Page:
Despite the split in public opinion, a state funeral for former Prime Minister Shinzo Abe was held Tuesday. Prime Minister Fumio Kishida had positioned the event as "a ceremony to express [to Abe] the condolences of the entire nation," but some have criticized the government for handling the matter poorly.
Prime minister's determination
"Here today to mourn your passing are participants from every quarter of Japanese society as well as countries and regions around the globe," Kishida said in his eulogy, while looking at Abe's picture on an altar decorated with flowers that resembled the majestic Mt. Fuji, which Abe was said to have loved.
During his tenure as prime minister, Abe had many achievements in diplomacy and national security, including deepening the Japan-U.S. alliance. Kishida praised this leadership and pledged to carry on the "Abe line," including in domestic politics, as he concluded his remarks.
It was Kishida who took the initiative on holding a state funeral for Abe. Soon after Abe was fatally shot on July 8 during a roadside speech for the House of Councillors election, Kishida openly showed his anger. "It's like a gun being leveled at the entire nation," he said to those around him.
Two days later, Kishida summoned senior government officials to the Prime Minister's Office and said: "The people are also upset. We should make [Abe's funeral proceedings] as close to a state funeral as possible." He instructed them to consider the matter immediately.
Kishida insisted on holding a state funeral for Abe partly in consideration of the Abe faction, the largest faction in the Liberal Democratic Party. Both Kishida and Abe were also elected to the House of Representatives for the first time in 1993.
The state funeral for former Prime Minister Shigeru Yoshida was held 11 days after his death on Oct. 20, 1967. Then Prime Minister Eisaku Sato is said to have considered it essential to gain the understanding of the Japan Socialist Party, which was the largest opposition party, and instructed his LDP to do so in advance behind the scenes.
This time, there was brief consideration within the government of providing an explanation in advance to the opposition parties, and going through the process of obtaining approval from the Diet. In the end, however, Kishida decided this was unnecessary. The atmosphere within the government and the ruling party was such that a state funeral was taken for granted, since "all of society is in mourning," as people around Kishida expressed it.
The Cabinet Legislation Bureau supported the decision, saying, "There is no problem with the government making the decision."
Six days after the incident, Kishida announced at a press conference that a state funeral would be held. But the situation did not develop as anticipated, due to the controversy unfolding in connection with the Family Federation for World Peace and Unification, formerly known as the Unification Church.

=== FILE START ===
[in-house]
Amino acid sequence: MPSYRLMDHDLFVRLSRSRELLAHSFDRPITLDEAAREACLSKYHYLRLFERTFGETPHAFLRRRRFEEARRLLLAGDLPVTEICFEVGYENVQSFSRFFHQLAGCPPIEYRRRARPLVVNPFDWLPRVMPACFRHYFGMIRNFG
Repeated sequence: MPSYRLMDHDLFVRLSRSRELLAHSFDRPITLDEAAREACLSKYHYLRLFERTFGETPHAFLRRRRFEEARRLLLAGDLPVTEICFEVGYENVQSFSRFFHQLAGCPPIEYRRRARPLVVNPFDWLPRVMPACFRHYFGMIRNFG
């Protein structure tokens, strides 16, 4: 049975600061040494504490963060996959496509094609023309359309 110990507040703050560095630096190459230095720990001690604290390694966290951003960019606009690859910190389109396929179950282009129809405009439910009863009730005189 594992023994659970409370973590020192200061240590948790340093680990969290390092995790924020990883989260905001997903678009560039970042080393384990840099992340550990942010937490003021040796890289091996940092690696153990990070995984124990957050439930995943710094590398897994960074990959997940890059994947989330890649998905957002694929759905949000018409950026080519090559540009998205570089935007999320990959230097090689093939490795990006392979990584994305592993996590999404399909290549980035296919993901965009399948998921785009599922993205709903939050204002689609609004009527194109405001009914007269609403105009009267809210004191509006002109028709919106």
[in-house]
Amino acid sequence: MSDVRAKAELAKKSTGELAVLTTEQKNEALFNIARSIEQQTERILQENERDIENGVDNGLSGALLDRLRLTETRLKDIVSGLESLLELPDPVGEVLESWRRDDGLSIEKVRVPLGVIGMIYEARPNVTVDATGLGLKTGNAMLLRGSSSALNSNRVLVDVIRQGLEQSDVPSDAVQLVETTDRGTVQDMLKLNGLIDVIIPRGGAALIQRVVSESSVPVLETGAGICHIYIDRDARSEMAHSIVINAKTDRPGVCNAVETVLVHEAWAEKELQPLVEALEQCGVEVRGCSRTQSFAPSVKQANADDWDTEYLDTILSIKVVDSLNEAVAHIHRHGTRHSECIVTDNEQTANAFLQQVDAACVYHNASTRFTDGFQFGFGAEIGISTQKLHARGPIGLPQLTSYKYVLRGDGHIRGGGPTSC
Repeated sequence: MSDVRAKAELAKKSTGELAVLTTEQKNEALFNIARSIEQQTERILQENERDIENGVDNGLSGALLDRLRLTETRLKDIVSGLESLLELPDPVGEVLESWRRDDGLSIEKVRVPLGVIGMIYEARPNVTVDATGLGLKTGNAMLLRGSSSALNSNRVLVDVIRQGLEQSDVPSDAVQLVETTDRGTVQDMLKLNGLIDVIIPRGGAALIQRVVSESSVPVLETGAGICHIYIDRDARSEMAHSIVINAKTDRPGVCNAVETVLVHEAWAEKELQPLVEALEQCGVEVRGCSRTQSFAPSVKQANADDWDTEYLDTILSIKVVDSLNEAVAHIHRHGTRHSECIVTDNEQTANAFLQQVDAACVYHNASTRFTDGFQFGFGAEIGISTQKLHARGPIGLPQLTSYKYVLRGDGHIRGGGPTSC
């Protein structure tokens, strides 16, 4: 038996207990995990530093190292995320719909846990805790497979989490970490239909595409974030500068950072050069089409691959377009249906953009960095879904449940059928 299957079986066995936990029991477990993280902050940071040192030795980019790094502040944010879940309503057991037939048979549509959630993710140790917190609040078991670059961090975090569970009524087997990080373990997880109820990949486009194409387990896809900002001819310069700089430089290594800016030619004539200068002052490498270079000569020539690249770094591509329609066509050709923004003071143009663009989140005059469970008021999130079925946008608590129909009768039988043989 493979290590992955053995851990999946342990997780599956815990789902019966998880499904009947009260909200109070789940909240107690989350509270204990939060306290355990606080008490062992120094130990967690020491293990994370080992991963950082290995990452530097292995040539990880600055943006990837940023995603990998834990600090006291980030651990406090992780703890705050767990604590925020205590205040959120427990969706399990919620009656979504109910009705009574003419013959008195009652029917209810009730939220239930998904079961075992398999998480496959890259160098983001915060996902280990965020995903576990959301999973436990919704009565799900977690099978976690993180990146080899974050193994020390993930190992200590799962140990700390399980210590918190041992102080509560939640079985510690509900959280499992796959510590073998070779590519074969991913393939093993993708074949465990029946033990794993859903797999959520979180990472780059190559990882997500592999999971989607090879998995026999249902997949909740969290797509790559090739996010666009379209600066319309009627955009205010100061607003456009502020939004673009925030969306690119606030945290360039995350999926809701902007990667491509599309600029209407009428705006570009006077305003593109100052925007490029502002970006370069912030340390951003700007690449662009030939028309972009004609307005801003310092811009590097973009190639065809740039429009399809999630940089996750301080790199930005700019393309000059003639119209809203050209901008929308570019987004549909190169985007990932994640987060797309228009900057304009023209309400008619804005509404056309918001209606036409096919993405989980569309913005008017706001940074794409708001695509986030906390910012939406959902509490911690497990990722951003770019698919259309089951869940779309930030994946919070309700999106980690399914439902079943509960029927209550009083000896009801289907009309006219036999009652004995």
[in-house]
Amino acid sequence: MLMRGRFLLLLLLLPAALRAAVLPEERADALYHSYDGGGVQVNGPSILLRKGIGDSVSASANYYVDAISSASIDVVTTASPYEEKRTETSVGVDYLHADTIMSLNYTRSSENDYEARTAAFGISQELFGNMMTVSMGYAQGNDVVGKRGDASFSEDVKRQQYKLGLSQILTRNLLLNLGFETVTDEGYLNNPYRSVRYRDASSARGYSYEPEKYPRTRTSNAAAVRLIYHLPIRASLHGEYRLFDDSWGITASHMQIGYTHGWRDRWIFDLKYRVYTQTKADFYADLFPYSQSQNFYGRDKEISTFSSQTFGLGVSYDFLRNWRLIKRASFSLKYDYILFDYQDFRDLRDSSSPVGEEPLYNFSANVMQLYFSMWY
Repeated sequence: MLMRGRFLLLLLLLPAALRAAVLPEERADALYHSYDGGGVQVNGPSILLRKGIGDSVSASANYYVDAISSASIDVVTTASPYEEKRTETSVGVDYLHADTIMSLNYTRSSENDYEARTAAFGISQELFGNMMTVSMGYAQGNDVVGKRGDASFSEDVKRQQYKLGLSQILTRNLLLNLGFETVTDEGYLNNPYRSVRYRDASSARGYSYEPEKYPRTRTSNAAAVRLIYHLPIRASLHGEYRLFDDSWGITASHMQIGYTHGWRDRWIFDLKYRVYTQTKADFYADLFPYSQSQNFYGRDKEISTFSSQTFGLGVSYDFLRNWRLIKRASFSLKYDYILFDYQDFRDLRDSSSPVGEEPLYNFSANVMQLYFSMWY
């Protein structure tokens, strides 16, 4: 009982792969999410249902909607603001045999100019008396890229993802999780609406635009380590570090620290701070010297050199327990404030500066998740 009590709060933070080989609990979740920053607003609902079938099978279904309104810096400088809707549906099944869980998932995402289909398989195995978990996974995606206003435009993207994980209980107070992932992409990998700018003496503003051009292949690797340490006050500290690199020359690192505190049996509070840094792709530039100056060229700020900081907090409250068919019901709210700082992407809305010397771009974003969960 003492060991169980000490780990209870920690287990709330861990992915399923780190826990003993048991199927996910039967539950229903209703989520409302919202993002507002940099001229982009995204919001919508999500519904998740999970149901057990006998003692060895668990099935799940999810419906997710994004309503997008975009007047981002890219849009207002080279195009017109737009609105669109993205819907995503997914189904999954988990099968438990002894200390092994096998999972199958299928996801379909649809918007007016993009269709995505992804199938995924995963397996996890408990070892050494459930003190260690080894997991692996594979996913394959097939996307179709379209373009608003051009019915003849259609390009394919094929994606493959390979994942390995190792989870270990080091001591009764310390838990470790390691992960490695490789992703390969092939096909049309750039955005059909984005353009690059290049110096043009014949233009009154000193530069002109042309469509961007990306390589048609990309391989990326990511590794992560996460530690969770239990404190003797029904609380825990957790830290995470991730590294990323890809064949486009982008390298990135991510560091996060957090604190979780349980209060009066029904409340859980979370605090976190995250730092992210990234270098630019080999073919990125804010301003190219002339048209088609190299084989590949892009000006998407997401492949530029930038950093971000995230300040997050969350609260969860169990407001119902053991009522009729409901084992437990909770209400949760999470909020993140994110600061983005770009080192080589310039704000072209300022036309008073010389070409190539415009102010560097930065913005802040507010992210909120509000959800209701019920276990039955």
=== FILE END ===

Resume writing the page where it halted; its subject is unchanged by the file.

The opposition parties, including the Constitutional Democratic Party of Japan, sought to damage the administration by pursuing Abe's ties to the former Unification Church.
Many within the LDP argued that it was inappropriate to link the controversy to the pros and cons of holding a state funeral for Abe, but the opposition parties went on the offensive, not only calling into question Abe's links to the former Unification Church but also claiming that the cost of holding the funeral was unclear.
In a public opinion poll conducted by the Yomiuri Shimbun from Sept. 2 to 4, 56% of respondents disapproved of the government's decision to hold a state funeral, while only 38% approved. In the Yomiuri's Aug. 5-7 survey, 49% approved of the government's decision, and 46% disapproved.
Kishida did not explain to the Diet the reasons for holding a state funeral until as recently as Sept. 8. Among other things, he said Abe had assumed the heavy responsibility of prime minister for eight years and eight months, the longest on record. However, his explanation before the Diet came nearly two months after his initial announcement and some within the ruling and opposition parties said Kishida only repeated the same explanation that he made earlier. This failed to sufficiently deepen the parties' understanding regarding a state funeral, they said.
Avoiding 'the people'
In his memorial address, Kishida refrained as much as possible from saying "the people," as he was apparently conscious of the split in public opinion. This was to avoid any misunderstanding that he was forcing the people to express condolences.
At the state funeral for Yoshida, where the people were asked to express condolences, then Prime Minister Sato said, "Mr. Yoshida's love for his country and his broad perspective is alive among the people, in feelings of respect and admiration for him." Kishida's eulogy stood in stark contrast to the one delivered by Sato, which emphasized "the condolences of the people."
A senior LDP official said, "If [Kishida] had not neglected to lay the groundwork for obtaining opposition parties' prior approval and had shown himself committed to providing a careful explanation from the start, he could have sent Mr. Abe off in a more tranquil environment."
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